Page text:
A systematic practice of assessing and monitoring your company’s contract risk is important to understanding the overall risk profile of your customer contracts. It can be easy to make the mistake of viewing each individual contract in a vacuum, without the perspective of how each contract you enter into exposes your company to some amount of additional risk. The more business you do, the more exposure you will naturally have.
Keeping tabs on your overall contract risk profile is useful in a number of ways. It can help your internal assurance team identify operational gaps that may need to be closed. Trending data can inform your decisions about when to increase your insurance coverage, or add new types of coverage. Reviewing your contract risk data for particularly difficult quarters can help you identify times when you need to put more pressure on the sales team to stay within the standard guardrails.
How to Assess Contract Risk Using Scorecards
You don’t need expensive software to quantify your contract risk. It takes a bit more work, but it is well worth it. Even using a low-tech tool like Excel gives you the ability to capture, track, and report on the data. If your company has a business intelligence tool and you have access to a resource to help you use it, you can even create contract risk dashboards without buying a special solution.
Below is a simple example of an Excel-based contract risk scorecard, which would typically be completed by the person who drafted and negotiated the agreement.
Example Contract Risk Scorecard
Using the scorecards, you can pull the individual scores into a consolidated worksheet and report on your risk profile over time, by product, by deal size, or other metrics that are important to your leadership team. As a legal team, you will likely want to track which provisions are being changed most often, so that you can market-adjust your contract templates if needed.
Tips for Making it Work
1. Make it a habit.
Each time any member of your contracts team finalizes an agreement, make it part of your contract processing workflow to complete the scorecard, ideally the same day the deal is signed. A manual system will only work if it’s part of your team’s DNA.
2. Keep it short.
Only rank the most important provisions to your company; those that actually move the risk needle. If you start ranking more than 5-10 factors, the process will become cumbersome and you’re likely to abandon it.
3. Keep it simple.
Your risk score shouldn’t have more than 3 or 4 levels. I am partial to 4, because this eliminates the temptation to default to the middle option. Similarly, your risk weighting is unlikely to need to consist of more levels than “high,” “medium,” and “low.” As shown above, you can include some freeform fields for the team to enter additional contract terms that they feel add risk.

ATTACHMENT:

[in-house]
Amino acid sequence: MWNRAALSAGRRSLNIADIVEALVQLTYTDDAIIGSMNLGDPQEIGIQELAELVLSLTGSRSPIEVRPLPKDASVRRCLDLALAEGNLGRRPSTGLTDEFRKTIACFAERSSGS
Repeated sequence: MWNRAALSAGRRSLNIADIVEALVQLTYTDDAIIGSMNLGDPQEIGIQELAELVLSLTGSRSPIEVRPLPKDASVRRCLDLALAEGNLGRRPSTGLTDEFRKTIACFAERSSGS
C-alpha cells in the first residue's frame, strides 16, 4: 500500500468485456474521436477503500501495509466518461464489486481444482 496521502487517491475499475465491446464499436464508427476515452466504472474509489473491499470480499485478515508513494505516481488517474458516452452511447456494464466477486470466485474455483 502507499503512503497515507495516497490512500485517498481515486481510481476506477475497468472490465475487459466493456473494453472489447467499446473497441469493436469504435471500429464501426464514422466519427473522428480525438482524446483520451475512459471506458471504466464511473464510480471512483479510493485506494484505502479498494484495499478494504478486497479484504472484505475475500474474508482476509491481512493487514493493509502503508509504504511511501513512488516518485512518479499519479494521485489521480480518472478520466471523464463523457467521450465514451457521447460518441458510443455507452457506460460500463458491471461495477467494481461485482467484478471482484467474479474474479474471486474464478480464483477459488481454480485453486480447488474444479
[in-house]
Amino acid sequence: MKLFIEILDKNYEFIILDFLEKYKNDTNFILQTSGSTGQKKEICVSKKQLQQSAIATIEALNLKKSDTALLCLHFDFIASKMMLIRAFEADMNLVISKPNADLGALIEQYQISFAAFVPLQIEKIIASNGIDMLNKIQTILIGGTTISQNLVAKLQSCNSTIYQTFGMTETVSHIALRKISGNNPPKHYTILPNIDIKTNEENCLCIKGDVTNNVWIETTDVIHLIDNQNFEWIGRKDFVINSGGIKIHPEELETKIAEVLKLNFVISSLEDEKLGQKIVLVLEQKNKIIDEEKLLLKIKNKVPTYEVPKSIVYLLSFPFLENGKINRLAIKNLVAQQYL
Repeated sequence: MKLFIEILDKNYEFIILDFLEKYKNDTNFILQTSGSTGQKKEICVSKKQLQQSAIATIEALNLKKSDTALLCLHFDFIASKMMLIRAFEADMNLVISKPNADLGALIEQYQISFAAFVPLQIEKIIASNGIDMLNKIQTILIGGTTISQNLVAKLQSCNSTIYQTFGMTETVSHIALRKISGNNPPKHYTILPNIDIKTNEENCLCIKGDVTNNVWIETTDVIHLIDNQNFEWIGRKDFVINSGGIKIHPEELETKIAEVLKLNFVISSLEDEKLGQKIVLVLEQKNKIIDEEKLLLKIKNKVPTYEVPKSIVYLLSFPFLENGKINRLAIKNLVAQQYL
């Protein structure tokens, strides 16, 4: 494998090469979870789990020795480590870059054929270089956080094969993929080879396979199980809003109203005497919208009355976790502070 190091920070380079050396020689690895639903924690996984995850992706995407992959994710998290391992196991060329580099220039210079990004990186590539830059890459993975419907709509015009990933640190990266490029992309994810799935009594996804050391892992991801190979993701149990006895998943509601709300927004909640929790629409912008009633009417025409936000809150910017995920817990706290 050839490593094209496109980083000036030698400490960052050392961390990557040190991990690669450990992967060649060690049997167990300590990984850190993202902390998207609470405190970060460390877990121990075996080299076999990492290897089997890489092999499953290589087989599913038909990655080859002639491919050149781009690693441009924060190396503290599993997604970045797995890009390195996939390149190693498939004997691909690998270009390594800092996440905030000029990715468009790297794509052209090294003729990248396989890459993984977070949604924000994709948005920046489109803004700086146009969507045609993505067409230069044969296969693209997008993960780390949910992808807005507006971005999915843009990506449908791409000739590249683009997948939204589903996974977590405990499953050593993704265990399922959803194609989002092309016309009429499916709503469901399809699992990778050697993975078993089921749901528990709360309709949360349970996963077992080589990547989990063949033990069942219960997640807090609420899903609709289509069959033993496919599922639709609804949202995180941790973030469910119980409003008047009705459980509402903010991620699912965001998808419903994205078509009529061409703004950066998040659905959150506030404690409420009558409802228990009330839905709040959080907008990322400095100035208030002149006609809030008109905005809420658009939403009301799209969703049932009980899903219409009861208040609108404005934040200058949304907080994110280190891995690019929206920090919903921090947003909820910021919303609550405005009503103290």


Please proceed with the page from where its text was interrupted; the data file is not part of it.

4. Tailor your overall rankings.
If you do more than a handful of contracts in each reporting period, you may want to assign an overall classification to a range of total scores, and use that data in your reporting. In the example above, the possible scores range from 0 to 63. Depending on your tolerance, scores from 0-15 may be considered low, 16-30 medium, and over 30 high. For some companies, however, any score higher than 0 may be considered medium risk. Other companies may want a “red flag” category for extraordinarily high risk contracts.
5. Act on the data, and celebrate wins.
Scoring isn’t done for its own sake. If you’re able to use your risk data to lower your insurance premiums, brag about it! If your judicious negotiation of payment terms helped the company reduce days sales outstanding (DSOs), make sure your team gets credit for it. If a team member uses your company’s aggregate data to convince a customer to move off of a difficult position, celebrate them. It will help you prove your team’s value, and they will be encouraged to keep up the discipline of completing those scorecards.
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If you have wanted to start a practice of assessing and monitoring your company’s contract risk profile, you don’t need to wait until you get budget approval for a special solution. A few basic Excel skills and some discipline will get you well on your way.
Hebe Doneski is an experienced commercial attorney and market development executive, with over 25 years of experience working with technology companies ranging from startups to publicly-traded corporations. She is the founder of 108 Legal PLLC, a law practice focused on helping businesses accelerate growth through contract transformation, new market expansion, M&A readiness, negotiation support and more. Her passion is helping her clients develop contracts and processes that deliver an outstanding customer experience.